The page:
Hebrew printing began in Rome where between 1469 and 1472, or 1473, at least six books were print- ed with movable Hebrew type. Moses Nahmanides’s Perush ha-Torah is one of these. After a short bless- ing, a brief colophon at the end of this commentary on the book of Exodus (fol. 123v) reads: “ . . . copied by Obadiah, Manasseh, and Benjamin, of Rome.” “Copied” in this context clearly means “printed.” The names of these men appear solely in this Rome imprint.
Two of the world’s leading Hebrew incunabulists have different opinions on the exact order of the printing of the six Rome editions. Primarily on
the basis of careful paper analysis, Adri Offenberg believed the Sefer Shorashim (Book of Roots) by the famous grammarian David Kimhi of Narbonne (1160–1235) is the first Hebrew book ever printed, while Shimon Iakerson claimed that it is impossible to establish unequivocally the order of the printing of these books.
Moses Nahmanides was born in Gerona, Spain, around 1194 and died in Acre, the Land of Israel, in 1270. His commentary on the Pentateuch is one of the most influential available and is still studied widely. He wrote it toward the end of his life, partly in Spain and partly in the Land of Israel. In 1267 he fled from Spain in order to escape persecutions by the Spanish Dominicans and the pope, who accused him of a hostile attitude toward Christianity.
From the second half of the sixteenth century onward, Christian censors in Italy checked Hebrew books and signed them, often after expurgating pas- sages considered hostile to Christianity. On the final leaf of the Braginsky copy a well-known Italian cen- sor signed his name: “Camillo Jaghel 1611 lugo.” This and similar inscriptions in at least six other books prove that Jaghel lived in Lugo in that year, before he moved to Urbino. [ e s ]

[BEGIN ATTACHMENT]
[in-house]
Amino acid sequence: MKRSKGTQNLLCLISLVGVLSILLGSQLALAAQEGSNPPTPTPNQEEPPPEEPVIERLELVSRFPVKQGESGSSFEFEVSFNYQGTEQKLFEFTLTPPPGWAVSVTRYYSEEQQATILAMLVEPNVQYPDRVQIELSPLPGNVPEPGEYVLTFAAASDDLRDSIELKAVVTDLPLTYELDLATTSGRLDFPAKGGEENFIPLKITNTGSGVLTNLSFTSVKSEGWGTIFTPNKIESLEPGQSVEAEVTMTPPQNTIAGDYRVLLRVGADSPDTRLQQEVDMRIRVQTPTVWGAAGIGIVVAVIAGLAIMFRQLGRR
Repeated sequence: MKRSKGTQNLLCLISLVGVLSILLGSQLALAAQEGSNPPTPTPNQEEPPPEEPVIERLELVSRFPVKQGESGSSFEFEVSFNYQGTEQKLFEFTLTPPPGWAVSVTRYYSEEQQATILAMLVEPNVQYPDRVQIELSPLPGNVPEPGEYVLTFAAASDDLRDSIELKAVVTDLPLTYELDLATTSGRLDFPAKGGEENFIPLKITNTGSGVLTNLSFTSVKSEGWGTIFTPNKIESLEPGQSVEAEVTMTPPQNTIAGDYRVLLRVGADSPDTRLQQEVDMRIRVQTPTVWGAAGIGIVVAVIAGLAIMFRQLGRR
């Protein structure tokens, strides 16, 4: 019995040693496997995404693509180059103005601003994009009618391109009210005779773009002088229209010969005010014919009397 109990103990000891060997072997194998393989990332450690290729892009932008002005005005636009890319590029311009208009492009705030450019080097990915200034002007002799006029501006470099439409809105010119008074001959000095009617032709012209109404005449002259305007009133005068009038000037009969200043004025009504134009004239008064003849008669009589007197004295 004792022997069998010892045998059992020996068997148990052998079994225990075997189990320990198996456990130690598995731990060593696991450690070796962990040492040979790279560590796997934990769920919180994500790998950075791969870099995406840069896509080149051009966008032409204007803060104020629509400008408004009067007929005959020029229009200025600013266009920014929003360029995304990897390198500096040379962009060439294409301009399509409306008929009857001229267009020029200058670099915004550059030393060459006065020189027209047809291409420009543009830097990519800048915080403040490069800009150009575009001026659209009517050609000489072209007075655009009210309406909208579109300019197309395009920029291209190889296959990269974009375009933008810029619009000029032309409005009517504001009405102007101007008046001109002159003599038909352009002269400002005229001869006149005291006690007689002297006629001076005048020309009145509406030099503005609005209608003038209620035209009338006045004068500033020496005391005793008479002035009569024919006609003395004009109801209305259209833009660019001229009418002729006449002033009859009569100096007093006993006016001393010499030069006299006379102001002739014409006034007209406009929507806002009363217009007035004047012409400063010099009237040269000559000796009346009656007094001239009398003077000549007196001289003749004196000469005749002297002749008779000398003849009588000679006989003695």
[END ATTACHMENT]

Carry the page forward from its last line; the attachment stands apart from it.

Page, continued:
Hill 1989, no. 7, Christie’s New York 1999b, lot 179; Iakerson 2004, English section: pp. 3–6 (no. 1), Hebrew section: pp. 3–7 (no. 1); Offenberg 1990, no. 96; Offenberg 2004, pp. xliii-xlvi, pp. 8–9.
Moses Nahmanides (1194–1270), Perush ha-Torah (Commentary on the Pentateuch)
[Rome], printed by Obadiah, Manasseh, and Benjamin, [ca. 1469–1472 or 1473]
Paper, folio, 230 (of 246 leaves), 339 × 234 mm (13.3 × 9.2 in.), modern blue half-leather binding.
Braginsky Collection 300